Elections To Bolster Bosnian Divisions

SREBRENICA, Bosnia-Herzegovina -- Just look at the math, says Momcilo Cvjetinovic, local head of the Bosnian Serb political party whose army conquered this once-Moslem town last year.


Thanks to more than 15,000 Serbian refugees who have moved into the deserted apartments of Srebrenica, plus 20,000 who can be bused in from elsewhere, it will be easy to outvote any Moslems who might show up for Saturday's countrywide elections.


"Use mathematics and you will see they have no chance,'' Cvjetinovic explains confidently in his office in Srebrenica City Hall, right next to the office of the appointed Bosnian Serb mayor.


The Moslems here once numbered 28,000. But most were deported. And an estimated 8,000 are dead or missing, many possibly lying in nearby mass graves.


About 150 miles across Bosnia-Herzegovina to the west, Bosnian Croat leaders in Drvar aren't even bothering with number-crunching.


All sides in the city see victory for the Croatian Democratic Union, the entrenched nationalist party of Croatian President Franjo Tudjman, as a foregone conclusion. Opposition parties haven't delivered a speech in Drvar, let alone waged a serious campaign.


All but 82 of the 17,000 Bosnian Serbs who once lived in the city fled last year, when the Croatian and Bosnian Croat armies captured the region in a final offensive of the 3 1/2-year Bosnian war. Since then, thousands of Bosnian Croat refugees elections will give nationalist leaders what they now crave most: a seal of legitimacy for their ethnic engineering. The endorsement will come in the first countrywide voting since an ill-fated referendum on independence from the former Yugoslav federation in 1992 unraveled into civil war.


Bosnians will choose a three-person presidency for the entire nation and executive and legislative leaders for each half. But voters in both towns have been offered little or no choice in the matter. Exhausted, embittered and uninformed, they say their ballots will be cast along strict lines of ethnicity, just as their political leaders have instructed them to do. Serbs will vote for Serbs, Croats for Croats, Moslems for Moslems.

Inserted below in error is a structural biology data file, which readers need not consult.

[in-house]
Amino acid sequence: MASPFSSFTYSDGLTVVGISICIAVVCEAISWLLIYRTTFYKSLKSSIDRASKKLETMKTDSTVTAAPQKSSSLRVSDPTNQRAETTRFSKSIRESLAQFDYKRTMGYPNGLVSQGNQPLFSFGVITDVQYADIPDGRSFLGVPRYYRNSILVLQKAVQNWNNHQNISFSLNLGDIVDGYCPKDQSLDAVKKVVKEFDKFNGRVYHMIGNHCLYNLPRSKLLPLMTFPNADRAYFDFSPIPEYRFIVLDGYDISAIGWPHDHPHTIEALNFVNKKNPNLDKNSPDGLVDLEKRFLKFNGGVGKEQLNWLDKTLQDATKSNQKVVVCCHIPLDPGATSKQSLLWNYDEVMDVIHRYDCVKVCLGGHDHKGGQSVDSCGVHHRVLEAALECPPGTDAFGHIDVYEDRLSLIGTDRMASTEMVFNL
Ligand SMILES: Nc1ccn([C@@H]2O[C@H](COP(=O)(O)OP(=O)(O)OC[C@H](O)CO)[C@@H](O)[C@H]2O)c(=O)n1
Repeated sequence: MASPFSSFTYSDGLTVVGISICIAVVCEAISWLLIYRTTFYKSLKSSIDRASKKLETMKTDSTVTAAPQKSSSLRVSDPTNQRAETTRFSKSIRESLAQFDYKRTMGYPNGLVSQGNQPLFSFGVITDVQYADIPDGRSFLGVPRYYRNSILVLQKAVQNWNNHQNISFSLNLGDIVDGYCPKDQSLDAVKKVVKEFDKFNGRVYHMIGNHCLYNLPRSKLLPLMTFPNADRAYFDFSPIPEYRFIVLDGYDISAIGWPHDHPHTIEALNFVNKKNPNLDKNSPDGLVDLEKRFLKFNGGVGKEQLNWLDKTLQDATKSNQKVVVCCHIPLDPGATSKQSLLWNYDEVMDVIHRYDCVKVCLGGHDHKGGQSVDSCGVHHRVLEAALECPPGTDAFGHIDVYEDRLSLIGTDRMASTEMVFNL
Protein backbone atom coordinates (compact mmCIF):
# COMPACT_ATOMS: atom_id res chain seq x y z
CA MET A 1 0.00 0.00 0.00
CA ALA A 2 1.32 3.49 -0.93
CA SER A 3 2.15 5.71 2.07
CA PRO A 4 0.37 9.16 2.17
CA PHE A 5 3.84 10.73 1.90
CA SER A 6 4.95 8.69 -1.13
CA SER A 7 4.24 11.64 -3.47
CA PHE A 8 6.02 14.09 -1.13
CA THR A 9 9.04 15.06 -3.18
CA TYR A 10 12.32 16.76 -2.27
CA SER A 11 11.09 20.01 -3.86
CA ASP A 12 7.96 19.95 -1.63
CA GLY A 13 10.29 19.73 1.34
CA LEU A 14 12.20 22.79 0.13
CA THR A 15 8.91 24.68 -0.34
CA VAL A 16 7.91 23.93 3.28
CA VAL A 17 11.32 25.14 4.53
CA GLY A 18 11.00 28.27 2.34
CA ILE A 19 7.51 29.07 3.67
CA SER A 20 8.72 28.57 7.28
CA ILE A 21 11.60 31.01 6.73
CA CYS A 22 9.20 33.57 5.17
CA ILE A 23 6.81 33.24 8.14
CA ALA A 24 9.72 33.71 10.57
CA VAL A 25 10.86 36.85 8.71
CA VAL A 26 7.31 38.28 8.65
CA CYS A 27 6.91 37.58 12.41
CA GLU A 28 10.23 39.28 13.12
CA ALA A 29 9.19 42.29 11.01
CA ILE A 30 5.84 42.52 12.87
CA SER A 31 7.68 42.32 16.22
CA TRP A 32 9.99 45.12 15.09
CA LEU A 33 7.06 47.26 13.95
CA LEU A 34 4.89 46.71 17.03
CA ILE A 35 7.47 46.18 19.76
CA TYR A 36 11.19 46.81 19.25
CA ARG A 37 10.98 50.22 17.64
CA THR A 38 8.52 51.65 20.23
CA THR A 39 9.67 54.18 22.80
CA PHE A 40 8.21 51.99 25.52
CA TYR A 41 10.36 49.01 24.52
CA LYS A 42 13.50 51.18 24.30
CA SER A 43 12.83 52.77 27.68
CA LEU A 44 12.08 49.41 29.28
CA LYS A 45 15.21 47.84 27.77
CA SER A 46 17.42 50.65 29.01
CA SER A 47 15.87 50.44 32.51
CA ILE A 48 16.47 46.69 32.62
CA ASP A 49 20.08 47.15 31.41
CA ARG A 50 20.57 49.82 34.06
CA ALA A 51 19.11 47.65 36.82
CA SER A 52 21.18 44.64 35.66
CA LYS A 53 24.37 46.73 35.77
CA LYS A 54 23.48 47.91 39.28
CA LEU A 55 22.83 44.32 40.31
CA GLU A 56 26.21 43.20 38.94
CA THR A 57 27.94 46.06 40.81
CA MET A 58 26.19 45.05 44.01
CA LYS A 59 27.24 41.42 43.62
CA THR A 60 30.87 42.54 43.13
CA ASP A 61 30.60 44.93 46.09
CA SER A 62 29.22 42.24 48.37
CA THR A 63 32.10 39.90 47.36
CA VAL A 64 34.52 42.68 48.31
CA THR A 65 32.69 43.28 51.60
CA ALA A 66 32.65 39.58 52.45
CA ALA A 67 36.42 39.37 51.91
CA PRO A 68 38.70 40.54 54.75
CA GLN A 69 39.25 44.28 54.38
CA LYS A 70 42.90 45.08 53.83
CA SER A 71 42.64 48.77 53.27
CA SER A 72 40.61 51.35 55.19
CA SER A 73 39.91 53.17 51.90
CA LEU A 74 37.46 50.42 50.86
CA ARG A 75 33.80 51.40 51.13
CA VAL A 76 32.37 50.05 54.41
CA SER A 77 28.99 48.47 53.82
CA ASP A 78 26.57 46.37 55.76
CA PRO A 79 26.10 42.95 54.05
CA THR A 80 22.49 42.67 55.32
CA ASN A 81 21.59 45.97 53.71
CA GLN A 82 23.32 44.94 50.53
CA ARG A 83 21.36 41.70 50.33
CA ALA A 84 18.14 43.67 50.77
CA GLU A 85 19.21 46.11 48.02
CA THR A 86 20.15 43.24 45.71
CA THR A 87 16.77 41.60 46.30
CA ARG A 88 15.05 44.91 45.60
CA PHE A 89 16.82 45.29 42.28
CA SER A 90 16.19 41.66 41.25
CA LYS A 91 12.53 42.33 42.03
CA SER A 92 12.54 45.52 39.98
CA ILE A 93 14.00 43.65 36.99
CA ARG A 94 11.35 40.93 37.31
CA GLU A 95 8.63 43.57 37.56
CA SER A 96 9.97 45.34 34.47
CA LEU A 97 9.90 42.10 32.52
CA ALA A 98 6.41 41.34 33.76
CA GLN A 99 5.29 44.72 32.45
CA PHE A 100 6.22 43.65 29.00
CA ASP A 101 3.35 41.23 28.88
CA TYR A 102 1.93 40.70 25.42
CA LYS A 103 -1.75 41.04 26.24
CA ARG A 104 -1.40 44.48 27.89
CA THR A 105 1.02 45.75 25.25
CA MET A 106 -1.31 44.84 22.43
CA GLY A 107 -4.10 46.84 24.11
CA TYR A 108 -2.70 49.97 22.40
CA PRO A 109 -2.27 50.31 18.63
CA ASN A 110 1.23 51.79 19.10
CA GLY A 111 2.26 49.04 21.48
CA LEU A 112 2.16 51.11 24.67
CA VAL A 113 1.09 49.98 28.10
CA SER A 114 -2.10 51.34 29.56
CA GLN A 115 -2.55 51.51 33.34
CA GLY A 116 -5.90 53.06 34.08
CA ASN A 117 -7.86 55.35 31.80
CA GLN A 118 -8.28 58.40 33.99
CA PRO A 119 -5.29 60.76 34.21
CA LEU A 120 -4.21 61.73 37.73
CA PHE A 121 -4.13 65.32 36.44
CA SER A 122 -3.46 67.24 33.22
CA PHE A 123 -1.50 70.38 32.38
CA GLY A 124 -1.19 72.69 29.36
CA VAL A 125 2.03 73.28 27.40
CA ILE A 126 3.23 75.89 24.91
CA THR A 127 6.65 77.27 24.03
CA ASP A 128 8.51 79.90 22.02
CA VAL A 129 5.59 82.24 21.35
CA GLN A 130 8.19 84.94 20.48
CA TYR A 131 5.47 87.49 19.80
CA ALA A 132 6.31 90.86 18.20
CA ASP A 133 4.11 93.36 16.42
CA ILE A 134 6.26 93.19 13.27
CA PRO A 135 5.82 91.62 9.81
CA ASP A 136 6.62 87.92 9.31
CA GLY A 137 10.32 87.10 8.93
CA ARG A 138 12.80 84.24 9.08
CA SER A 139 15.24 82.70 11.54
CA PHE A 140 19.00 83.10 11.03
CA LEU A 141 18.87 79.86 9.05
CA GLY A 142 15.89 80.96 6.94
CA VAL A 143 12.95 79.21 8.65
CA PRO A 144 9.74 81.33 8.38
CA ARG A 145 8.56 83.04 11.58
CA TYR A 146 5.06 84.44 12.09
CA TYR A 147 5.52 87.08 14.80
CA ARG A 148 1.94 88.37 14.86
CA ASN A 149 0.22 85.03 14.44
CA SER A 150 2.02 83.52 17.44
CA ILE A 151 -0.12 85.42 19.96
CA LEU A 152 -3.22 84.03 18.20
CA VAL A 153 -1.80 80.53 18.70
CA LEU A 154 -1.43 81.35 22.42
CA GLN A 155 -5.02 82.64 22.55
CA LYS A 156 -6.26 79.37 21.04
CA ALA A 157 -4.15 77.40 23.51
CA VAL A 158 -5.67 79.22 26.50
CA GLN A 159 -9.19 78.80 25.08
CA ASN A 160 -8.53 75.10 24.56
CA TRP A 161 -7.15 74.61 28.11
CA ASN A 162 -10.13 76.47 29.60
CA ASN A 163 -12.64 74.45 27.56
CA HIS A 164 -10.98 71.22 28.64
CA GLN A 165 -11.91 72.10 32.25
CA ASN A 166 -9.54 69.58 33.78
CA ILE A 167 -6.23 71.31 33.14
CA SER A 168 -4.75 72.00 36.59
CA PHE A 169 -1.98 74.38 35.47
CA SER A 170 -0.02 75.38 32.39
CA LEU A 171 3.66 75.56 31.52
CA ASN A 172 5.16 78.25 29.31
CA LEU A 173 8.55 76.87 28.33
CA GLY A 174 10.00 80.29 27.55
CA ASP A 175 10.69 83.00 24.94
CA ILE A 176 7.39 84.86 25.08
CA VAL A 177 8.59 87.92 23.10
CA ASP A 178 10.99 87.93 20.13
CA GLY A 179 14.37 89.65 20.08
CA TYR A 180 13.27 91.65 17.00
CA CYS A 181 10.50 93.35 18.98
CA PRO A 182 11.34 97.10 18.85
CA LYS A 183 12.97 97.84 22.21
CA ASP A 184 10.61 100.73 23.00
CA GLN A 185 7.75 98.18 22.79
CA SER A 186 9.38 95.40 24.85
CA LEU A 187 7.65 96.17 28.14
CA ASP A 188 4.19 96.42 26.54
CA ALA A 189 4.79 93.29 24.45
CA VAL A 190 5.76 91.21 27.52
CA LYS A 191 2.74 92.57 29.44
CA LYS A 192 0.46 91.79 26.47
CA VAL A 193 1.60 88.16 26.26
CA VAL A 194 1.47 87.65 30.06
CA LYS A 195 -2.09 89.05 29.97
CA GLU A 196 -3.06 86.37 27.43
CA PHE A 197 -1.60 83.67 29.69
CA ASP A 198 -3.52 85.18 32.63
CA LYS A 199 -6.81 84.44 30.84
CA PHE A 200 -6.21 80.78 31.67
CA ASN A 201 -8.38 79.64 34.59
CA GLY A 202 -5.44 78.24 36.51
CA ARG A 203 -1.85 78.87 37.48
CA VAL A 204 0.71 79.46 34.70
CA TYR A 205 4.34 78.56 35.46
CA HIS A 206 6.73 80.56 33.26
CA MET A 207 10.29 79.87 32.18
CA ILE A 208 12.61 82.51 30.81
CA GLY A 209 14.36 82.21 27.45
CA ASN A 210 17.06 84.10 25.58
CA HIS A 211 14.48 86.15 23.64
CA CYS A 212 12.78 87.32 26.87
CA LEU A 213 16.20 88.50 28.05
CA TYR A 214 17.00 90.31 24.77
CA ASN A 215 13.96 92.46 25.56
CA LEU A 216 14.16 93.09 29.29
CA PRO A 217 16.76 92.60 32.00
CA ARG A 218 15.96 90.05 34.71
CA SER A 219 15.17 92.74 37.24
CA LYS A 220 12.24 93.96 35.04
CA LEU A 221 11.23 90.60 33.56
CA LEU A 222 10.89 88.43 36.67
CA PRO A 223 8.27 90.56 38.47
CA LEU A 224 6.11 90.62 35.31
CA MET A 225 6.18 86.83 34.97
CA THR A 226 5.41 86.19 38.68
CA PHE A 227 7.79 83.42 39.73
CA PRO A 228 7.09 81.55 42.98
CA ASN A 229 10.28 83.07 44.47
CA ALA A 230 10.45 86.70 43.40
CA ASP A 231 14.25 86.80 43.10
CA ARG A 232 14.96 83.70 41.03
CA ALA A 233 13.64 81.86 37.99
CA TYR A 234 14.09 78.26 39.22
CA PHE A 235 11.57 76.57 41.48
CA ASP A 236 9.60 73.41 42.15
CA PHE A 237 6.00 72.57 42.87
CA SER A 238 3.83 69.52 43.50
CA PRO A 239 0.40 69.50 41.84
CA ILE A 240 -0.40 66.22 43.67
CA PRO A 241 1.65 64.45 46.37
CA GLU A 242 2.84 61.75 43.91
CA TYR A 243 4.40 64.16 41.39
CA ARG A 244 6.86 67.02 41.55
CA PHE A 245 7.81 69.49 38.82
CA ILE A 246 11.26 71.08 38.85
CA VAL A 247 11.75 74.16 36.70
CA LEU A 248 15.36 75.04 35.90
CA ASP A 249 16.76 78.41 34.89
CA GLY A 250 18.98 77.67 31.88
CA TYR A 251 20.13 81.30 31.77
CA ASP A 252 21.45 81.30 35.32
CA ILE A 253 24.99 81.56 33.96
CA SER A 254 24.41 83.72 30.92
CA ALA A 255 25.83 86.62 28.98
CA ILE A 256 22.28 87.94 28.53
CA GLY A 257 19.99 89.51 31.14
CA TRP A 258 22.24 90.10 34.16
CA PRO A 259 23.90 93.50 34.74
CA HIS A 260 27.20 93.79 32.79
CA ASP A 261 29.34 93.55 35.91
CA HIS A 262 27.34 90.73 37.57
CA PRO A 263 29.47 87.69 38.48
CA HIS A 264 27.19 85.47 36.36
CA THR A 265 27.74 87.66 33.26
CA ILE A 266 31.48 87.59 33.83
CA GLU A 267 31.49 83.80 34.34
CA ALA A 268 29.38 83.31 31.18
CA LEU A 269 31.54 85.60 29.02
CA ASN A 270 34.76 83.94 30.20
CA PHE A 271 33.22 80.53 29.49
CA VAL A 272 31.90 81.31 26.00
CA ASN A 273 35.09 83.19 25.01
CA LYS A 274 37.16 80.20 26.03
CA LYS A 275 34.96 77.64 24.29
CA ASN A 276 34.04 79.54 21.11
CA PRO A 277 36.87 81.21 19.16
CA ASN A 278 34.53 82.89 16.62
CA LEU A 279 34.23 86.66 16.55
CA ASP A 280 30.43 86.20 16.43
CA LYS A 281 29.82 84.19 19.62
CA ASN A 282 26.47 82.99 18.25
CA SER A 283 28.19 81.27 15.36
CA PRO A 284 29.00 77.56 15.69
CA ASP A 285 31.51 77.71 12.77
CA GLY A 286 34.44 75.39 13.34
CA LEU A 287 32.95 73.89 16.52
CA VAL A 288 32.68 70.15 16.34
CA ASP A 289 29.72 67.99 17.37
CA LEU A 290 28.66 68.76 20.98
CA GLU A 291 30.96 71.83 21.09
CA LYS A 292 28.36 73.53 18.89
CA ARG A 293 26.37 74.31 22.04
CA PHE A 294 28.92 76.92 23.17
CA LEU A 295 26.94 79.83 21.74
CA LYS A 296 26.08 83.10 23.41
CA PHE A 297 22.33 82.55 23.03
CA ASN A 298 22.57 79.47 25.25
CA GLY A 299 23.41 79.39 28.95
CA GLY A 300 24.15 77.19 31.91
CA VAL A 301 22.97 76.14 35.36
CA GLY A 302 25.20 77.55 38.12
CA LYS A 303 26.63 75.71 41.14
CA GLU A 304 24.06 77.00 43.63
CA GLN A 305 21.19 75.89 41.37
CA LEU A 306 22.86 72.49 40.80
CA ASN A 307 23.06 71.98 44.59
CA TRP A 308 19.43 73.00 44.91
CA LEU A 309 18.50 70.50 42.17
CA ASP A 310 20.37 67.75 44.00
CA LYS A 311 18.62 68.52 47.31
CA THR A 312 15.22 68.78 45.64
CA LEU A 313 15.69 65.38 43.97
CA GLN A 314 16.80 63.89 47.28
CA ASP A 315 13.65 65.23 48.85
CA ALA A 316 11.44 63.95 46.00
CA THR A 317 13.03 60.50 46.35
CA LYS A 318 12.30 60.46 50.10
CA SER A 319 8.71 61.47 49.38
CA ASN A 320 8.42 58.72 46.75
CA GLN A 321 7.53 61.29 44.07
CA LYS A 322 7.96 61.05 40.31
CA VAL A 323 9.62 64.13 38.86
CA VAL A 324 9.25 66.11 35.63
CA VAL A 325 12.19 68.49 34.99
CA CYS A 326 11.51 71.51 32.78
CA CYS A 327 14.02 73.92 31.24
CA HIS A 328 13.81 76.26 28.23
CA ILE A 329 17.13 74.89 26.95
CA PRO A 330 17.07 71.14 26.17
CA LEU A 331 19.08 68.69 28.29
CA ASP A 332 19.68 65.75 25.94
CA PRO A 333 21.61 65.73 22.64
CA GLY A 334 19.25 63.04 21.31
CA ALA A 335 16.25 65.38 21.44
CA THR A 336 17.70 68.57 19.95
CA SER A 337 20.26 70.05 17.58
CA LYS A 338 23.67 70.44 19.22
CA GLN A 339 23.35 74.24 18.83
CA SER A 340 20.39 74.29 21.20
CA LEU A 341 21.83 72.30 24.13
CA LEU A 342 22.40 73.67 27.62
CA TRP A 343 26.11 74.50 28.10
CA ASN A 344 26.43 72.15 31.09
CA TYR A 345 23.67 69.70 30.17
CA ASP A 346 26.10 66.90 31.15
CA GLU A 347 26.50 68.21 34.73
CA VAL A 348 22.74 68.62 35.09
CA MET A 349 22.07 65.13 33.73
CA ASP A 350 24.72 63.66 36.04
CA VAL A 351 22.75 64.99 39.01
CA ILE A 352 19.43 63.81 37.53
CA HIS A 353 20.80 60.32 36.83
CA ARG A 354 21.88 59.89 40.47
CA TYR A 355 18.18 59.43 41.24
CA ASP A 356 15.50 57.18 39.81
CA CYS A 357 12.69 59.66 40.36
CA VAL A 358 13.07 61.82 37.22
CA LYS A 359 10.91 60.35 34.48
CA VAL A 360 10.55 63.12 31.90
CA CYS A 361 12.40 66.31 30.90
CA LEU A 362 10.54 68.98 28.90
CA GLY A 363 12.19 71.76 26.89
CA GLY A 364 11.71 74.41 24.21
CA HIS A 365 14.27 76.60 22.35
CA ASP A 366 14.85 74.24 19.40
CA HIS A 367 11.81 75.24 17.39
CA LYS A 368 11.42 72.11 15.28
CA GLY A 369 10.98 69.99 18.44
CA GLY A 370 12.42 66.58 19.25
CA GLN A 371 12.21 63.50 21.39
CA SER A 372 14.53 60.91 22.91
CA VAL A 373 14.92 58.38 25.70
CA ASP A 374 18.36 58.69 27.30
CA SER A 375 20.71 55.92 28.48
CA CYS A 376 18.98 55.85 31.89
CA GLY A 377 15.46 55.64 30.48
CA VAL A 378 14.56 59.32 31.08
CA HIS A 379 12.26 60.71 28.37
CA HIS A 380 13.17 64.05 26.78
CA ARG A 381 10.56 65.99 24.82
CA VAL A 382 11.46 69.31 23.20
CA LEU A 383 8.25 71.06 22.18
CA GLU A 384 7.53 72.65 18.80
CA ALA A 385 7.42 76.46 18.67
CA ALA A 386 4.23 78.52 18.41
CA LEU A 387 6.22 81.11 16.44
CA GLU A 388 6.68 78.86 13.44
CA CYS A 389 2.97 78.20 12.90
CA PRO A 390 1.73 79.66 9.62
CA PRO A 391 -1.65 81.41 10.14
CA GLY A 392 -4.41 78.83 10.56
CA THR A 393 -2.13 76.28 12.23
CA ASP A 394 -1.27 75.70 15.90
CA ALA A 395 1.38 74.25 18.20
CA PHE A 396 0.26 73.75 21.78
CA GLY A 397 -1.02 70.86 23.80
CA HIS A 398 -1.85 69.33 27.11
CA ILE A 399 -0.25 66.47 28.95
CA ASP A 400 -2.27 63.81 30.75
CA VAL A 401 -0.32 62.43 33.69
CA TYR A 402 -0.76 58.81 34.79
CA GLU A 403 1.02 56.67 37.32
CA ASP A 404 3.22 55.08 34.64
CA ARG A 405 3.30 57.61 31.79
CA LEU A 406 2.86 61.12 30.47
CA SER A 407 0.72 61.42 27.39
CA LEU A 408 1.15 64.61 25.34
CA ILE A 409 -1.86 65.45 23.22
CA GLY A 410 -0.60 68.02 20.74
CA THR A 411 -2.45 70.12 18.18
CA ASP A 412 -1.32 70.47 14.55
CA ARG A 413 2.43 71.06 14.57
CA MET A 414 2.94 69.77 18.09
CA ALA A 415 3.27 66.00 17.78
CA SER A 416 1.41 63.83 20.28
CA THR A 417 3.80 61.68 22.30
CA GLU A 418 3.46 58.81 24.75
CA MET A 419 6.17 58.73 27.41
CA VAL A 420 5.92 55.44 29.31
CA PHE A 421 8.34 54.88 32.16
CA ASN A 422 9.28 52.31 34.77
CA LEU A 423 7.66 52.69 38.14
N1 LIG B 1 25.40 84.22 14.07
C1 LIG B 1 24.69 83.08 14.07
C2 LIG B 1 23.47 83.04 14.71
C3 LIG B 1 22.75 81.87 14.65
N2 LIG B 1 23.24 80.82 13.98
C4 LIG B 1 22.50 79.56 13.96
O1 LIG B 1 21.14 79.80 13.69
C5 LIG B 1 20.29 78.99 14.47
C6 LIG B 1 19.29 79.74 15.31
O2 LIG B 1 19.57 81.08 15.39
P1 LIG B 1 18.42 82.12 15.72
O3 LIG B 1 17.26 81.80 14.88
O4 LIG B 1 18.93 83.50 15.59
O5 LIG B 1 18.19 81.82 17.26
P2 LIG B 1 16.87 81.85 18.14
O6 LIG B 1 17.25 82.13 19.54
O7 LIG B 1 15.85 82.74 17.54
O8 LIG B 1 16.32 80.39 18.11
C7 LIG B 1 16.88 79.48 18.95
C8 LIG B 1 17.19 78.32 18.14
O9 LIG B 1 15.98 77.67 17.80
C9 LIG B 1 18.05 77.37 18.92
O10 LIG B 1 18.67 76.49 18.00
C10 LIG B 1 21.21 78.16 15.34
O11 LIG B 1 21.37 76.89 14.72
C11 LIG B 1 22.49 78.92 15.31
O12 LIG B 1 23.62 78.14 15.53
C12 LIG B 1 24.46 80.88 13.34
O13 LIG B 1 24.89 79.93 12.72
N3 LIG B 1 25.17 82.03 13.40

Election rules are stacked against nonconformists: In Serb-controlled Srebrenica, names of Moslem and Croat candidates for president will not appear on the ballot; in Croat-controlled Drvar, Serb names will be missing. And the main ethnic parties so dominate the political landscape that there is little choice even within ethnic groups.


At Drvar city hall, it is impossible to see through the front window because of campaign posters of one party -- the Croatian Democratic Union. Inside, the official city bulletin board is covered with them, as are hallways and the offices of most city officials.


On a table at Srebrenica city hall lies a stack of new identity cards for members of one party -- the Serbian Democratic Party. Delivered just the day before, the cards are signed by Radovan Karadzic, party founder and indicted war crimes suspect who supposedly is banned from public politics.


Karadzic stands accused of genocide in the fall of the city, which after Saturday's vote will formally belong to his Bosnian Serb state -- and be run by his elected party.


"The lack of real political competition is an obvious concern,'' said John Graham, senior elections officer for the Organization for Security and Cooperation in Europe, which is overseeing the vote. "The objective should be the development of a multiparty system.''


For Cvjetinovic, the Serbian Democratic Party chieftain, and other politicians, Saturday's voting will be the strategic final step in jury-rigging a nation. The party, known as SDS, casts itself as the builder of a united Republika Srpska -- the Bosnian Serb Republic. Voting for anyone else is unpatriotic.


"It is in our best interest that elections happen normally so that we confirm what we achieved in the war,'' said Cvjetinovic, 33.


"We have to defend our own country so that we can unite with the countries we want to: Serbia, Montenegro [constituents of the rump Yugoslavia], one day maybe Macedonia.''


An estimated 5,000 Croats from 42 towns, most of them in Moslem-controlled central Bosnia, began resettling in Drvar in October, when fires still smoldered in buildings and confused farm animals roamed the streets. For some, the apartments assigned to them by municipal authorities were their first real homes in four years, gloomy but secure.